This means that, even though this piece of legislation has already been approved, the government has to withdraw it, rewrite it and re-submit it to the EU before proceeding.

A new Initial Obligations Code?

This will have a knock-on effect on the second piece of legislation – Ofcom’s Initial Obligations Code. Ofcom published its initial draft of this code in 2010, generating a great deal of criticism from organisations that campaign for freedom of access to the Internet, such as the Open Rights Group.

For example, the draft code does not necessarily target the person using a system to infringe copyright; it targets the person who has the computer, or controls it. This means that the reports about infringement could be directed at cafés, museums and libraries that offer free WiFi access, putting the burden of responsibility on those outlets.

“One of the challenges to the Act was that it was so burdensome that some of these organsiations will think that it’s simply not worth offering free WiFi. This means that people who found the access useful for lots of things will no longer have access, and that has a chilling effect on use of the internet.”

Article source: http://rss.feedsportal.com/c/270/f/3551/s/1d5c21d7/l/0Lfeatures0Btechworld0N0Csecurity0C33436910Cwhats0Enext0Efor0Edigital0Eeconomy0Eact0C0Dolo0Frss/story01.htm

View full post on National Cyber Security » Computer Hacking

49 New Digital Media Resources You May Have Missed

This has been quite a week in digital culture. Between Apple's revealing of the new iPad and the beginning of the 2012 SXSW Interactive Festival in Austin, Texas, Mashable has a multitude of new digital media resources for you. Don't worry if you've fallen behind — here's our weekly features roundup.

View full post on social media scam – Yahoo! News Search Results

View full post on National Cyber Security

RSA: Trust in our Digital World is in Jeopardy

RSA chief warns that risk is a way of life and that the time has come to embrace a Big Data approach to security.

View full post on eSecurityPlanet RSS Feed

View full post on National Cyber Security

While most recent American Internet safety conferences focus on digital citizenship issues such as preventing cyber …

I’m writing from Moscow, where I spoke at Russia’s Safer Internet Day conference last week. Safer Internet Day, which originated in Europe, is celebrated in much of the world, though there are relatively few events in the United States.

While most recent American Internet safety conferences focus on digital citizenship issues such as preventing cyberbullying, most speakers at the Russian event talked about protecting children from undesirable content. There was, however, one panel on digital literacy where my ConnectSafely.org co-director Anne Collier talked about strategies for helping kids learn to treat each other respectfully and to protect their online reputations.

Russia is behind the United States and much of Europe in Internet usage, but it’s growing quickly. In 2009, the World Bank reported Internet penetration in the Russian Federation at 42 percent but the growth curve is impressive. In 2006, it was only 18 percent. One speaker at the conference said it’s now over 50 percent, with even higher usage among youth.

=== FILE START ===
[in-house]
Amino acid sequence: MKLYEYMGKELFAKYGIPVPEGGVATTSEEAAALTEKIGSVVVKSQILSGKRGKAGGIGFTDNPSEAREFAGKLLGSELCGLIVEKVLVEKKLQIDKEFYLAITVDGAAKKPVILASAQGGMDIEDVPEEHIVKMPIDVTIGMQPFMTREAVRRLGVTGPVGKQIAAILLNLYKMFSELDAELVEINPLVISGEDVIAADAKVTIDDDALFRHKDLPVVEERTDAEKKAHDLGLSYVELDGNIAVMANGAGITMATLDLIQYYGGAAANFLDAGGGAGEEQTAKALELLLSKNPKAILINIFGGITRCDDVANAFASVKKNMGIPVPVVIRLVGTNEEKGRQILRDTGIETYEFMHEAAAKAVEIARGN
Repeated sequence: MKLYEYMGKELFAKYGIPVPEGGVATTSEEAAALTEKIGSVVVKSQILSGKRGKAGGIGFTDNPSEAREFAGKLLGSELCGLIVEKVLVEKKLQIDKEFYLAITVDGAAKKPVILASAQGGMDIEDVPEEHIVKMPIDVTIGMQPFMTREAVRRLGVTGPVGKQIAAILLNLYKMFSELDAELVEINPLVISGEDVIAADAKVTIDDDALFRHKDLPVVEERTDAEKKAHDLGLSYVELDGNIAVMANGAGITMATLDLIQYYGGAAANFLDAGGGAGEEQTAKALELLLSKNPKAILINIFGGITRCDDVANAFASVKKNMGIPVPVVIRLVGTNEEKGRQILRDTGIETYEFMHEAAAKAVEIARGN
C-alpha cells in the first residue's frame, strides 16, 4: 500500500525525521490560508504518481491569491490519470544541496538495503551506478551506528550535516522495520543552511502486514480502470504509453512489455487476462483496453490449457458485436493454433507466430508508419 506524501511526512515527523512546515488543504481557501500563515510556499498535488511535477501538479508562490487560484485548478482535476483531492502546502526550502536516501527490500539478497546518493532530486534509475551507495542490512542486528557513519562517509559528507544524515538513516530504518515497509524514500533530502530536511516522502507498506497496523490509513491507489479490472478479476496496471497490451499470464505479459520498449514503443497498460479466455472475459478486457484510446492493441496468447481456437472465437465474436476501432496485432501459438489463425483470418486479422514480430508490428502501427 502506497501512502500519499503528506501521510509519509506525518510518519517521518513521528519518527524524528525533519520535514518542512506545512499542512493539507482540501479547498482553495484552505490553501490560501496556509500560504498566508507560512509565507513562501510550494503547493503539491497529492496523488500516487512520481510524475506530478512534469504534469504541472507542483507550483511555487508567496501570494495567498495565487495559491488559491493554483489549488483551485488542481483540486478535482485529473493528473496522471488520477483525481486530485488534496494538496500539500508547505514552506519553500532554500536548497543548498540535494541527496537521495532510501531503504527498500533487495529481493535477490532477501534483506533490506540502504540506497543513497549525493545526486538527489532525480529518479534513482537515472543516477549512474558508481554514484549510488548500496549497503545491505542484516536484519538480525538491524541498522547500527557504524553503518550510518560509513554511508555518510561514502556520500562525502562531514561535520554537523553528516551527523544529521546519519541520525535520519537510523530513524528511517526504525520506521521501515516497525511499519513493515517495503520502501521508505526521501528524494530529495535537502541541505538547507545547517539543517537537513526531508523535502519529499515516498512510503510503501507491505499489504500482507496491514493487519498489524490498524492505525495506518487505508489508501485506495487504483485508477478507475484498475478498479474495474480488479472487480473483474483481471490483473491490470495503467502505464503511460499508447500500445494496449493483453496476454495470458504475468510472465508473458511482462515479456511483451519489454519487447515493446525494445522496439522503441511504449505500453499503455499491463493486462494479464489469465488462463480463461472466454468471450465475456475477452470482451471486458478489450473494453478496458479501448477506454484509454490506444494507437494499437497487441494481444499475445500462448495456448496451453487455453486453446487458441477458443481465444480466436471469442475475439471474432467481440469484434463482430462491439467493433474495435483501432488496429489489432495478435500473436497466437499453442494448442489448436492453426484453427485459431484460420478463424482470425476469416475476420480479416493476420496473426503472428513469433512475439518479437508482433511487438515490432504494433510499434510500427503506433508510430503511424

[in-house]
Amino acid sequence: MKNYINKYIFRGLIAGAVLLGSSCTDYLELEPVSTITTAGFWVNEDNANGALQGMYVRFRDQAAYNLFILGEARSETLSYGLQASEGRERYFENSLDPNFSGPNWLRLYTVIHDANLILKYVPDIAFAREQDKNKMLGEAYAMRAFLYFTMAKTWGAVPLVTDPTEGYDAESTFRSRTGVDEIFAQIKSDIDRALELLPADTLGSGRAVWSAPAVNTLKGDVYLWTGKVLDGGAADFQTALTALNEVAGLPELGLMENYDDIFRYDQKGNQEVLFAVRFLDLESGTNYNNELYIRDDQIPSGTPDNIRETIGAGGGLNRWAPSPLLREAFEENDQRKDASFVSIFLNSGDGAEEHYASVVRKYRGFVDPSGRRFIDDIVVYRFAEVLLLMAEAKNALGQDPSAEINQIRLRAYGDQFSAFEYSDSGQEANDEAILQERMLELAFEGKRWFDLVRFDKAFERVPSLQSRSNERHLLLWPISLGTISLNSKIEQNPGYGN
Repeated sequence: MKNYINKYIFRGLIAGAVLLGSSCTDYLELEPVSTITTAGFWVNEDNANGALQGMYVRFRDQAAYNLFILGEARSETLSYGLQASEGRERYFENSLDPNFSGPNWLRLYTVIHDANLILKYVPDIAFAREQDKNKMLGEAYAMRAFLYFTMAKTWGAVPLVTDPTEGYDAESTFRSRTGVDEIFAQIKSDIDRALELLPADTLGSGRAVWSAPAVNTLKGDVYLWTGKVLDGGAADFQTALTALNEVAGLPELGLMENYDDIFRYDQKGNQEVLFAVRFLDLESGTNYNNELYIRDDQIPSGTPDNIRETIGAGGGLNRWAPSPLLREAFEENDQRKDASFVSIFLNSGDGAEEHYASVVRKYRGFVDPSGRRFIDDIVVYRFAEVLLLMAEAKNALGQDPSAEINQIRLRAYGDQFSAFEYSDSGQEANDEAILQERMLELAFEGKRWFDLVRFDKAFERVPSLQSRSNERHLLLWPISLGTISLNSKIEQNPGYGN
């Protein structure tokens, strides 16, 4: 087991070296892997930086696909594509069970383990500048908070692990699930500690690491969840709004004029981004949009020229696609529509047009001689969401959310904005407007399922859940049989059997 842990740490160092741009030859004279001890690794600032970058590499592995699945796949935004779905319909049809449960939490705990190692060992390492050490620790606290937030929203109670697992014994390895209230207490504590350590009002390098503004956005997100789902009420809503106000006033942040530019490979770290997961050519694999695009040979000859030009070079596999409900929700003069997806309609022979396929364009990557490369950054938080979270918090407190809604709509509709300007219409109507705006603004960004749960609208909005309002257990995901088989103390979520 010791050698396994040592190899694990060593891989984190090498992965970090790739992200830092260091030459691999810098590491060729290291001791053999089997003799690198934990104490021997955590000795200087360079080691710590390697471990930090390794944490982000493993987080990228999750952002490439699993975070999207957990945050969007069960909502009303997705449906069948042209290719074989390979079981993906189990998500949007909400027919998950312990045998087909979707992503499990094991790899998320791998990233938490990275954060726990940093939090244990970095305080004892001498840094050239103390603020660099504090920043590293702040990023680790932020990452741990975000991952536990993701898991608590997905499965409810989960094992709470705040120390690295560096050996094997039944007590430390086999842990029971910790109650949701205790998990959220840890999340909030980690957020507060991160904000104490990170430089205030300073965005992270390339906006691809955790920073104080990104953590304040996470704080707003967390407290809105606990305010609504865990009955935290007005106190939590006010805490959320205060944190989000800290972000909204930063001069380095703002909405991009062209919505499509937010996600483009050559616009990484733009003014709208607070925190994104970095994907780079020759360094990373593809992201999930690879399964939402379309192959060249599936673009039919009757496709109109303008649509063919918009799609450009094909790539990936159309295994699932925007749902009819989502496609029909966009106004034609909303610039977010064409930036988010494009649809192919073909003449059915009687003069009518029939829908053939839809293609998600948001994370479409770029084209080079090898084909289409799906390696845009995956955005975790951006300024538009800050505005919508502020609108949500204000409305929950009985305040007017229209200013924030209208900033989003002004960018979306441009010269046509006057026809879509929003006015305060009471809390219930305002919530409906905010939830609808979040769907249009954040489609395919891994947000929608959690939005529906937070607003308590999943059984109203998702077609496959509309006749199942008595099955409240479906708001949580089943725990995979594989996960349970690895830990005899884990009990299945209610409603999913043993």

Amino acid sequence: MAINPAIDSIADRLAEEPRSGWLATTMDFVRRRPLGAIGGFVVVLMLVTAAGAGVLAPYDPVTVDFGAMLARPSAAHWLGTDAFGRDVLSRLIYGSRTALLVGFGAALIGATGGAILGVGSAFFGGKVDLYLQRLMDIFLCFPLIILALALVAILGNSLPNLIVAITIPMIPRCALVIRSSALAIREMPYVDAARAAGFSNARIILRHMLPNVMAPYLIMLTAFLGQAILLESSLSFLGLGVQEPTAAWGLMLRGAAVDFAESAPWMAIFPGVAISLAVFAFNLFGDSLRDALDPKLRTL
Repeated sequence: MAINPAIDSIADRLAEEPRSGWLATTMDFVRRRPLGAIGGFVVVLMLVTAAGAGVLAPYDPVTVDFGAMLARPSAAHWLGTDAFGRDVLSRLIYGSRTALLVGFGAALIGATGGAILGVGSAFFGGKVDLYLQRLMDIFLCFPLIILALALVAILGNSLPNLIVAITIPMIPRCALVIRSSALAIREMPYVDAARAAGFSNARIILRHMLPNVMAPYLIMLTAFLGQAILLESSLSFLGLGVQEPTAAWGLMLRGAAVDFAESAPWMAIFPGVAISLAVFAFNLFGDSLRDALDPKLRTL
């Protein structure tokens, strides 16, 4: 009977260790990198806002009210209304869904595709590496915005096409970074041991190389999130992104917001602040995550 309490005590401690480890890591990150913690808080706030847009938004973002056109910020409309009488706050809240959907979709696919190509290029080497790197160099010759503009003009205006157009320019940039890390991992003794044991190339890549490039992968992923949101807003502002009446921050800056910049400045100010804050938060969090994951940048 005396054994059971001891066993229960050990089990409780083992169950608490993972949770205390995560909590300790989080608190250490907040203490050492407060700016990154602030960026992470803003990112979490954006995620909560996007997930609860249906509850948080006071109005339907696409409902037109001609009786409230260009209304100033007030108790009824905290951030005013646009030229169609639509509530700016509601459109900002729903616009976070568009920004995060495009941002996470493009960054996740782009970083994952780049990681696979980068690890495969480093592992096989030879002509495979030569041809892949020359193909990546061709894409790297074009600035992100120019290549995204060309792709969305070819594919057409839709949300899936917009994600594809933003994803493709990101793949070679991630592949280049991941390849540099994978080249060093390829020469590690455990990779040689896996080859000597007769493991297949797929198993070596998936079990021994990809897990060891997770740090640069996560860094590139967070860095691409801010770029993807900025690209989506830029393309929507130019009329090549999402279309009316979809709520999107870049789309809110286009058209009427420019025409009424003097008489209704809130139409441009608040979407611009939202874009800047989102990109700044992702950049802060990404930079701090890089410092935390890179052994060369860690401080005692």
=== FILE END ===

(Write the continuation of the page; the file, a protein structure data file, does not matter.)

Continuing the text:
Still, the Internet is new to many people in this former Soviet capitol and it’s common to be afraid of things that are unfamiliar. So my main role as a speaker was to try to put some of the safety concerns into perspective.

I reminded delegates that there was a time when people bought short-term life insurance before they got on an airplane. Those passengers

were probably less worried about their car crashing on the way to the airport, even though then, as now, driving was more dangerous than flying.

It’s a bit like that with technology. Bullying, pornography and child molestation have been around forever. But because widespread Internet use is new here, I heard politicians and others worrying aloud about the increased danger of the Net, even though American and European data show that most risks to kids are actually lower online than in the “real world,” and that sexual crimes against children have actually decreased by 58 percent between 1992 and 2008, the very years that huge numbers of U.S. kids got online. I’m not saying the Internet is the reason for the decline, but it certainly didn’t usher in any increase, as some feared it would.

One reason it’s important to put the fears into perspective is because there are lots of people in Russia, and in the United States as well, who want to put limits on Internet content in the name of protecting children. In fact, there is a law on the books in Russia that’s supposed to take effect in September that would require websites to classify themselves by age ratings so Internet service providers could block kids from content that would harm their “health and development.”

It’s not clear even to Internet professionals I spoke with here how this law is supposed to be implemented and whether it will apply just to Russian-based sites, or if ISPs will be required to filter out access to international sites that aren’t rated. One of the criteria bans kids’ access to images of sexual relations between people of the opposite sex. Apparently, the drafters forgot to include images of people of the same sex.